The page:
Within symphonic metal’s ethos of ‘bigger is better’, few have proven their mettle to be as big as Epica. Not only have they got the sweeping, operatic scope and the albums where an hour-long runtime would be the lower limit, more so than any of their contemporaries, Epica have conceptual might on their side. They’ve got a lot dense, explorative releases tying into philosophy, spirituality and science, meaning they’ll handily break the stigma of symphonic metal being the genre’s equivalent to pop as one of the more difficult acts to get the grips with under that particular sub-genre’s banner. On Omega then, there’s at least a moderate bit of slimming down when it comes to the high-concept fare, with focus placed on the unnecessary division of humanity and how that’s related to the Omega Point, where the universe will eventually spiral into one unified point regardless. To be fair, there’s still a good amount of depth and intrigue that Epica will evoke, mostly in their ability to take their lyrical throughlines to such a climactic and dramatic high point almost universally. A certain meme about two wolves will unfortunately drain some of the mystic grandiosity from Freedom – The Wolves Within, but there’s such a tremendous scale to songs like Gaia and Rivers that sees Epica remaining in fine form when it comes to crafting their sweeping tableaux. Even if this isn’t quite the most layered their writing has ever been, they continue to punch well above their weight class in symphonic metal; there’s still few bands in their field that feel as adventurous or wide-thinking in the subject matter as Epica, and that’s rarely a factor that wavers across Omega.
And of course, with this being a symphonic metal album from the band who’ve effectively perfected its execution, it goes without saying that it sounds tremendous. Perhaps the luster has worn off a touch, through the simple fact that Epica have been doing this across eight albums for almost twenty years, but more than most, there’s an organic feel to this album that makes its rippling power that much more apparent. Mark Jansen’s growls are less prominent, but Simone Simons’ incandescent operatic voice is still beautiful, and backed by the full suite of choirs and orchestral arrangements as she so often is really elevates a sound like this. Above all else, keeping that as strong as possible feels like the thesis statement of Epica; they’ll touch on Middle Eastern percussion and whistles on Code Of Life or more restrained, glossy piano-ballad work on Rivers, but there just isn’t the same primal thrill as when the collage of strings and voices will cut through and send the entire sound to the stars. It’s the most economical way for Epica to bring in their gothic or power-metal sides, particularly on the album centerpiece Kingdom Of Heaven, Part 3 – The Antidiluvian Universe, the sort of thirteen-minute opus that might be one of the longer songs this band have composed, but still feels like something they could knock out in their sleep. With all that being said though, it’d be remiss to say that the guitars and bass could do with a bit more crunch sometimes (though it’s not as chronic as some symphonic metal bands are wont to fall prey to), and for those outside of the diehard set, this isn’t going to be the one that converts by any stretch. To be fair, that would also beg the question of why someone is going to Epica as their jumping-on point, considering just how much harder they are by comparison, with this album being no exception. It is pretty much par for the course when it comes to this band, but that also encapsulates a vision that’s much great and a penchant for doing much more with the template in ultimately more satisfying ways. If that sounds appealing – and for many who are deep into symphonic metal, it undoubtedly will – then Omega is another entry in a discography that couldn’t be more worth a look.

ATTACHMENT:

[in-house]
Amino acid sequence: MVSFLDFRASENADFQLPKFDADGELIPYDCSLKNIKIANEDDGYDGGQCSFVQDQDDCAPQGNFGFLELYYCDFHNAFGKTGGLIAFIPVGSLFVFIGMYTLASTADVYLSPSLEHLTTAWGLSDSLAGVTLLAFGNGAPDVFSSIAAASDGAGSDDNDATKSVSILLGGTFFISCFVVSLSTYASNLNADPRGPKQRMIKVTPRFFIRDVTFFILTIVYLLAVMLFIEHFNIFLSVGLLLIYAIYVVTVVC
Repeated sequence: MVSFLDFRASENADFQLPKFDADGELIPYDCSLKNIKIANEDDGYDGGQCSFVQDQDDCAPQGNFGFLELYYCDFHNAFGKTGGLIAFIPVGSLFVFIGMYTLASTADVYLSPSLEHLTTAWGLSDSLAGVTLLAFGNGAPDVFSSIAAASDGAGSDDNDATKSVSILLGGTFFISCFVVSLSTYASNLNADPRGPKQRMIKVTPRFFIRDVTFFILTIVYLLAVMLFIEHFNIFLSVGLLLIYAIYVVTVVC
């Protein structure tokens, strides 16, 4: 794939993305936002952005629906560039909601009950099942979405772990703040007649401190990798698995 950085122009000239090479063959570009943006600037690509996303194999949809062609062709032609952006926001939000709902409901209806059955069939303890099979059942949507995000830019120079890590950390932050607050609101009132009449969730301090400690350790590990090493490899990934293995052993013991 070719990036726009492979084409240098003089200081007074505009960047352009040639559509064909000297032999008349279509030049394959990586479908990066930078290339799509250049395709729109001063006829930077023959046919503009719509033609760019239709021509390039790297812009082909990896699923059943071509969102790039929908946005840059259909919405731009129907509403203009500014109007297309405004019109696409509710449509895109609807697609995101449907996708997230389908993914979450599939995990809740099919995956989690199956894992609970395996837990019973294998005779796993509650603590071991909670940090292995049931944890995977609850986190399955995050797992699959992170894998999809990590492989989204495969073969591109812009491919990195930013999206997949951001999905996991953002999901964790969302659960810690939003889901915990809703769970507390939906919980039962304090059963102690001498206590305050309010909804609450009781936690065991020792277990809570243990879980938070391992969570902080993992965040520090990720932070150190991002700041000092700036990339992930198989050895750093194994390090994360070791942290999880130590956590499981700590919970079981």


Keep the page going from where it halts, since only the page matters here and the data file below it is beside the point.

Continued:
For fans of: Nightwish, Leaves’ Eyes, After Forever
‘Omega’ by Epica is released on 26th February on Nuclear Blast Records.
Icon For Hire
There’s a lot about Icon For Hire that makes the reticence towards them feel incredibly justified. Even now that they’re further away from their Christian rock roots than ever before, they tend to dabble in a brand of alt-metal that hasn’t held up well across any of their albums, but also makes it notably easy to trace their decline. They might have started as a more theatrical prospect, but flat production and a reliance on overmixing to sound grand has only crippled their sound more and more as they’ve leaned more heavily on it. It’s not like Amorphous is veering away from that either, as probably Icon For Hire’s most bricked-out and unwieldy listen to date in how slabs of guitars will clatter against jagged synths with texture or colour effectively being foreign concepts. It wears its groovelessness proudly on its sleeve, in how blocky and lumbering these shredded tones are, before dropping into quasi-dubstep gurgles like on Last One Standing that have unspeakably little appeal. It honestly feels like a fluke when some aggressive bass work shows up on Curse Or Cure, given how little any sort of layering accommodates for that, and though the makes the hooks feel bigger and more imposing (and, admittedly, can do so successfully), the staying power behind them seems drastically limited. This is an album that feels considerably longer than it actually is, mostly driven by how Icon For Hire’s approach doesn’t allow for much consistent or appealing pacing. As such, it’s kind of a slog most of the way through, without nearly enough memorable moments to at least tidy that up.